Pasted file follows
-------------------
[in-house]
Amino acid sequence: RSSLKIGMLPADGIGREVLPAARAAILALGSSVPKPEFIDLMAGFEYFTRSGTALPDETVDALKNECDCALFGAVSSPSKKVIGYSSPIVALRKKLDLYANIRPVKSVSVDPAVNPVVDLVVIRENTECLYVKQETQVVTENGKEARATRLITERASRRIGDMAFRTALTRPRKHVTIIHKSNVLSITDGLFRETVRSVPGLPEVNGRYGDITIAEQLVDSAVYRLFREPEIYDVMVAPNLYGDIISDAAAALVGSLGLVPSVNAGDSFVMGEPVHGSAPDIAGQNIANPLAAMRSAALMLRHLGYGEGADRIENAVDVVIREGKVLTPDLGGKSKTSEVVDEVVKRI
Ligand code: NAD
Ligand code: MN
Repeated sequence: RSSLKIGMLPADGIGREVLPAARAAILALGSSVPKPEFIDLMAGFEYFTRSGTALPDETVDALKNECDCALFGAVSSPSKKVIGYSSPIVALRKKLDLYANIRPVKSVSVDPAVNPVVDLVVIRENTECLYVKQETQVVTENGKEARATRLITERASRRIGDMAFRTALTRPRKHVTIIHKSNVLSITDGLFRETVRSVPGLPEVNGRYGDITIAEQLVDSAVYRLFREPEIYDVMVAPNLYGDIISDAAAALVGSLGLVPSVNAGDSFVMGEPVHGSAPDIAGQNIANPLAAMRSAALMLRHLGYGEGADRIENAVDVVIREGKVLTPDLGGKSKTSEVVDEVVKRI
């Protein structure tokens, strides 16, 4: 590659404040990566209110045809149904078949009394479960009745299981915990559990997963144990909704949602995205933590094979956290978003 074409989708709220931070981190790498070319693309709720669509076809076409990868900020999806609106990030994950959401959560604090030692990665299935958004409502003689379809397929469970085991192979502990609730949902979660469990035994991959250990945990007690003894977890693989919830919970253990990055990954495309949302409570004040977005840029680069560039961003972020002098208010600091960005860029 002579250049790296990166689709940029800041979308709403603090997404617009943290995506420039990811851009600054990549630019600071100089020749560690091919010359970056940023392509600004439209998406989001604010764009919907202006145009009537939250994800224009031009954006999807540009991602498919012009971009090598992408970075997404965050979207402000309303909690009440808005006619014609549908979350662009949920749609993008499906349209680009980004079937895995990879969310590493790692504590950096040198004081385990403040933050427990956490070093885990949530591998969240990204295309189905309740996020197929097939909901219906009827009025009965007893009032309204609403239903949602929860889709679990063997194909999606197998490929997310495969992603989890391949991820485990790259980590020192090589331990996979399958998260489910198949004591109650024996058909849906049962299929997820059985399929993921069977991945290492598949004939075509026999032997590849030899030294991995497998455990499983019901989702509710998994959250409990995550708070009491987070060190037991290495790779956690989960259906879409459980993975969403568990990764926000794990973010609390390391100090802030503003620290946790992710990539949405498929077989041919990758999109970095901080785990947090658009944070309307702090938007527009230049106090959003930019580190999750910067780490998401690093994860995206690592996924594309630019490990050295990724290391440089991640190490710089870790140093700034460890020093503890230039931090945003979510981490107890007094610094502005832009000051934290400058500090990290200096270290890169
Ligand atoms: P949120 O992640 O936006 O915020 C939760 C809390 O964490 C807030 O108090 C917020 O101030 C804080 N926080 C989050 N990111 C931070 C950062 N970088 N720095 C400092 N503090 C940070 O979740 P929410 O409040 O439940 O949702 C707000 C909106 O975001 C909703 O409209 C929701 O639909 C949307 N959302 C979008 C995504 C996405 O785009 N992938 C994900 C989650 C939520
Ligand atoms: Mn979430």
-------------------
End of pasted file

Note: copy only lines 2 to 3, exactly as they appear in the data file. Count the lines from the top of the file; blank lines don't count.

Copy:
Amino acid sequence: RSSLKIGMLPADGIGREVLPAARAAILALGSSVPKPEFIDLMAGFEYFTRSGTALPDETVDALKNECDCALFGAVSSPSKKVIGYSSPIVALRKKLDLYANIRPVKSVSVDPAVNPVVDLVVIRENTECLYVKQETQVVTENGKEARATRLITERASRRIGDMAFRTALTRPRKHVTIIHKSNVLSITDGLFRETVRSVPGLPEVNGRYGDITIAEQLVDSAVYRLFREPEIYDVMVAPNLYGDIISDAAAALVGSLGLVPSVNAGDSFVMGEPVHGSAPDIAGQNIANPLAAMRSAALMLRHLGYGEGADRIENAVDVVIREGKVLTPDLGGKSKTSEVVDEVVKRI
Ligand code: NAD